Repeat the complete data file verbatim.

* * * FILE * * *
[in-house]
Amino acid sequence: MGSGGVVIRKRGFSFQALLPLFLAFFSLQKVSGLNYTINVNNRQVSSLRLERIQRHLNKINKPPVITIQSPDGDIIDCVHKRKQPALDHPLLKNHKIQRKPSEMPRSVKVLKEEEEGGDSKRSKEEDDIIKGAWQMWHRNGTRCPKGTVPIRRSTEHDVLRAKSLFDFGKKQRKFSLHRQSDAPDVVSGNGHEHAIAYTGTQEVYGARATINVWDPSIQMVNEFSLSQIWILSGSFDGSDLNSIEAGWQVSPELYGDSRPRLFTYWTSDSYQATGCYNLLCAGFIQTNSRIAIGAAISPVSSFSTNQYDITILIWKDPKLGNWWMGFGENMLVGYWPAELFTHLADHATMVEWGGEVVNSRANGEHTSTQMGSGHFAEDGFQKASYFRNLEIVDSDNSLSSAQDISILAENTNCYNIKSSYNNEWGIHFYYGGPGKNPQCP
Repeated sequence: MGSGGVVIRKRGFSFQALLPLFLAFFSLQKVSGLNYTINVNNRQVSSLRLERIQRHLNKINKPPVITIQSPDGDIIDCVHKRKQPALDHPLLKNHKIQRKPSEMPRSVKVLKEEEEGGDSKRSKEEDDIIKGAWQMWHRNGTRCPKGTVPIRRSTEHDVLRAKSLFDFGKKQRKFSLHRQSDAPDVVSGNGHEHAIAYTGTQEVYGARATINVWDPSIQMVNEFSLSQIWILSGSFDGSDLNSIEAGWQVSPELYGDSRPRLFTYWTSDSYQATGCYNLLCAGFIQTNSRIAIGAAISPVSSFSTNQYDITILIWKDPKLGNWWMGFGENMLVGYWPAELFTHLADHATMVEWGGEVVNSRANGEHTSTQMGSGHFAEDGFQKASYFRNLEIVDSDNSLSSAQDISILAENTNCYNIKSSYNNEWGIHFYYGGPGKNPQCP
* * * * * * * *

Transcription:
[in-house]
Amino acid sequence: MGSGGVVIRKRGFSFQALLPLFLAFFSLQKVSGLNYTINVNNRQVSSLRLERIQRHLNKINKPPVITIQSPDGDIIDCVHKRKQPALDHPLLKNHKIQRKPSEMPRSVKVLKEEEEGGDSKRSKEEDDIIKGAWQMWHRNGTRCPKGTVPIRRSTEHDVLRAKSLFDFGKKQRKFSLHRQSDAPDVVSGNGHEHAIAYTGTQEVYGARATINVWDPSIQMVNEFSLSQIWILSGSFDGSDLNSIEAGWQVSPELYGDSRPRLFTYWTSDSYQATGCYNLLCAGFIQTNSRIAIGAAISPVSSFSTNQYDITILIWKDPKLGNWWMGFGENMLVGYWPAELFTHLADHATMVEWGGEVVNSRANGEHTSTQMGSGHFAEDGFQKASYFRNLEIVDSDNSLSSAQDISILAENTNCYNIKSSYNNEWGIHFYYGGPGKNPQCP
Repeated sequence: MGSGGVVIRKRGFSFQALLPLFLAFFSLQKVSGLNYTINVNNRQVSSLRLERIQRHLNKINKPPVITIQSPDGDIIDCVHKRKQPALDHPLLKNHKIQRKPSEMPRSVKVLKEEEEGGDSKRSKEEDDIIKGAWQMWHRNGTRCPKGTVPIRRSTEHDVLRAKSLFDFGKKQRKFSLHRQSDAPDVVSGNGHEHAIAYTGTQEVYGARATINVWDPSIQMVNEFSLSQIWILSGSFDGSDLNSIEAGWQVSPELYGDSRPRLFTYWTSDSYQATGCYNLLCAGFIQTNSRIAIGAAISPVSSFSTNQYDITILIWKDPKLGNWWMGFGENMLVGYWPAELFTHLADHATMVEWGGEVVNSRANGEHTSTQMGSGHFAEDGFQKASYFRNLEIVDSDNSLSSAQDISILAENTNCYNIKSSYNNEWGIHFYYGGPGKNPQCP